Wednesday, 11 December 2013

Bishkek Mayor Steps Down

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By Arslan Sabyrbekov (the 11/12/2013 issue of the CACI Analyst)

Bishkek mayor Isa Omurkulov resigned on December 4, two days after an investigation into alleged abuse of office charges were filed against him by the Kyrgyzstan’s Prosecutor General.  During the press conference, Omurkulov stated to the public that his decision to step down was unrelated to the probe, but declined to specify the concrete reasons for his resignation.

A member of Kyrgyzstan’s ruling Social Democratic Party, Omurkulov assumed the post of Bishkek mayor in 2010 following the violent overthrow of former President Kurmanbek Bakiev's regime. During his term in office, he was heavily criticized for failing to improve the city's infrastructure and prevent the illegal seizure of land. Perhaps most damaging to his public reputation, however, was a traffic accident involving his son Azamat Omurkulov, who was charged in connection with a mid-August crash near the southern city Tokmok in which his SUV collided with another vehicle, killing its driver and two young passengers. The court later dismissed the case, stating that the victims’ relatives had forgiven the defendant. Despite the controversy surrounding this incident, Omurkulov retained his post as the mayor of Kyrgyzstan’s capital and largest city.

Two days before his resignation, Kyrgyzstan’s Prosecutor General’s Office issued a public announcement that Omurkulov and several members of his office were suspected of redefining the borders of Bishkek’s Victory Park with the intent to accommodate an illegal construction operation from 2002 to 2010, and to allow for the further construction of new buildings on park grounds. Omurkulov has denied all allegations of wrongdoing and expressed his readiness to cooperate with the Prosecutor’s Office during the investigation. He added that as mayor of Bishkek he did his best to improve the city, which in his words “was an extremely challenging and difficult task.”

The news about Omurkulov’s voluntary resignation has provoked immediate and widespread public discussion. Some argue that this resignation serves as an example of an improving political culture, while others claim that the power holders are simply demonstrating to the public that the fight against corruption is not selective and extends to members of the ruling party as well. However, according to the political analyst Marat Kazakbaev, the case launched against Omurkulov is of a financial nature, giving him plenty of room to escape imprisonment – quite unlike other opposition politicians already serving sentences.

Bakyt Baketaev of the Center against Corruption believes that “through Omurkulov’s resignation, President Atambaev demonstrated his strength in the eyes of the opposition, which has always been using the mayor’s poor performance to criticize the power holders.” But this must be yet proven by electing a new mayor capable of finding solutions to a number of problems facing the largest and economically strongest city of Kyrgyzstan.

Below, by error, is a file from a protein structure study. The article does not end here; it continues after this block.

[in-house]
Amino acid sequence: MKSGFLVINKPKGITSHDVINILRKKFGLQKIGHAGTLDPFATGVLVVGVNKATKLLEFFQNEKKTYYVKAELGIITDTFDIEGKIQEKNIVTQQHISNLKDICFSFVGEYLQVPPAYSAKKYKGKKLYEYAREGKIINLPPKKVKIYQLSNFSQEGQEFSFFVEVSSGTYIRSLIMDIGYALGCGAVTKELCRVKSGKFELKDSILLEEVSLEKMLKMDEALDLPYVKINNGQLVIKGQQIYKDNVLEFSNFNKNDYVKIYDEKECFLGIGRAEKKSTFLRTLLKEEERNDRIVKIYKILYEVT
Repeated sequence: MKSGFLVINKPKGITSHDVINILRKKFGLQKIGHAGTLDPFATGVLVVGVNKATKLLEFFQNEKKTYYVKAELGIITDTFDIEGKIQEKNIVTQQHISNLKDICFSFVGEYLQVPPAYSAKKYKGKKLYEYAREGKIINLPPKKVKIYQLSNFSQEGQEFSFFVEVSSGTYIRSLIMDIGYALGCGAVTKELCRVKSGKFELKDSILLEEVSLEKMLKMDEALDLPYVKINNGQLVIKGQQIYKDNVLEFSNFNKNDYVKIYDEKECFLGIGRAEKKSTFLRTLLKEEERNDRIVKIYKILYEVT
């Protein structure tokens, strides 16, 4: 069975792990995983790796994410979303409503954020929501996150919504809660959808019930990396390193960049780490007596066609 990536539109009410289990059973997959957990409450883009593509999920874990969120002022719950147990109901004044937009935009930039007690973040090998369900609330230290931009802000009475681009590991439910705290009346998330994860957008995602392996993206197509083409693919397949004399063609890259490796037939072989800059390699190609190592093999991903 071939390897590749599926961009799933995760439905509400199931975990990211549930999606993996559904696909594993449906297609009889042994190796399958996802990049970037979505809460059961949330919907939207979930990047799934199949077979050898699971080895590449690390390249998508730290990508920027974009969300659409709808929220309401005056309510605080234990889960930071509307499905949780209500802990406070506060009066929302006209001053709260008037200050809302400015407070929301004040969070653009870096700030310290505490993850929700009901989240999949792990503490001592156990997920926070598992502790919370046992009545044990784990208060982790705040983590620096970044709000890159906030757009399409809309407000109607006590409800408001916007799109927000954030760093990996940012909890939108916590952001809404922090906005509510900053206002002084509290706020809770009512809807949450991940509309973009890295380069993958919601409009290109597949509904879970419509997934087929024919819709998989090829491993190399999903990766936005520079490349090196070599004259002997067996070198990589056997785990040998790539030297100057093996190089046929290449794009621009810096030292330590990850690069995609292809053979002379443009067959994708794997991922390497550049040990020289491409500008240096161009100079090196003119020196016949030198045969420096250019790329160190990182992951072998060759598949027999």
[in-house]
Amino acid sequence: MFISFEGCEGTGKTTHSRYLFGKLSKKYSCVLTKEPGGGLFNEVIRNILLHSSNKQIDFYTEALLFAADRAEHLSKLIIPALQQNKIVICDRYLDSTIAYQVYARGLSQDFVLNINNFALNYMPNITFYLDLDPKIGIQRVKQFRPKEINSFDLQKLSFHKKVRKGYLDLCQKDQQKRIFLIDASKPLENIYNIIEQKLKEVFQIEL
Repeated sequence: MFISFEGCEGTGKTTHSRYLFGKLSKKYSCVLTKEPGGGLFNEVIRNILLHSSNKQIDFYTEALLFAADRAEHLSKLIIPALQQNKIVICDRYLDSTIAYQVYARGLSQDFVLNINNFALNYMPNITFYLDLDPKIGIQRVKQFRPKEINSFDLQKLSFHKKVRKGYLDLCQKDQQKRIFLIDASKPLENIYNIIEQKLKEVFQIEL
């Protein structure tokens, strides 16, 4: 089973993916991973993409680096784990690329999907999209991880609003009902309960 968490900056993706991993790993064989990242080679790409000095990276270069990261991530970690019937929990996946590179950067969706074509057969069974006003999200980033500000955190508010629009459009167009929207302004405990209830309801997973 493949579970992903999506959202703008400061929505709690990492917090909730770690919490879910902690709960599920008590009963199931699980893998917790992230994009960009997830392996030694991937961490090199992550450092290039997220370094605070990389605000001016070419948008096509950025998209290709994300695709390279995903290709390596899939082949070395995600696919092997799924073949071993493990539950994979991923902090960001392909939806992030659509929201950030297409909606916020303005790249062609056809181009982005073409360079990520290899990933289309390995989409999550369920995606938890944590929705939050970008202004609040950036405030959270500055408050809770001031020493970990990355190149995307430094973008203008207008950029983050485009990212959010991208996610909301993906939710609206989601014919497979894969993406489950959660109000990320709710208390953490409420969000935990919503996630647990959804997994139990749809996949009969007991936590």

A number of influential Kyrgyz parliamentarians have also commented on this resignation. According to Felix Kulov, a leader of the parliamentary faction Ar Namys, Omurkulov’s resignation is a “welcome step and will defuse the current political situation in the country.” The MP went on to state that “there is a need for a thorough investigation to be carried out and until then everyone must refrain from stating that the ex-mayor is guilty of any deeds.

Indeed, the recent developments in Kyrgyzstan demonstrate that Omurkulov is not the sole representative of the ruling party charged with criminal misuse of authority. On November 29, Kyrgyzstan’s parliament created a special parliamentary commission to investigate the activities of the Gradient Company, affiliated with close relatives of Deputy Prime Minister Tairbek Sarpashev from the ruling SDPK party. According to local media, Gradient won a tender to repair some roads and became the sole supplier of fuel and lubricant materials for the Gold Mining Company Kumtor. The MPs suspect that Sarpashev misused his authority and influenced the outcome of the tender in favor of his relatives.

It remains to be seen whether these investigations against members of the ruling party will be taken to court. The outcome of these cases may have significant influence on public perceptions of whether the fight against corruption is being waged in earnest or if it remains “politics as usual.”

Read 6544 times Last modified on Wednesday, 11 December 2013

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The Central Asia-Caucasus Analyst is a biweekly publication of the Central Asia-Caucasus Institute & Silk Road Studies Program, a Joint Transatlantic Research and Policy Center affiliated with the American Foreign Policy Council, Washington DC., and the Institute for Security and Development Policy, Stockholm. For 15 years, the Analyst has brought cutting edge analysis of the region geared toward a practitioner audience.

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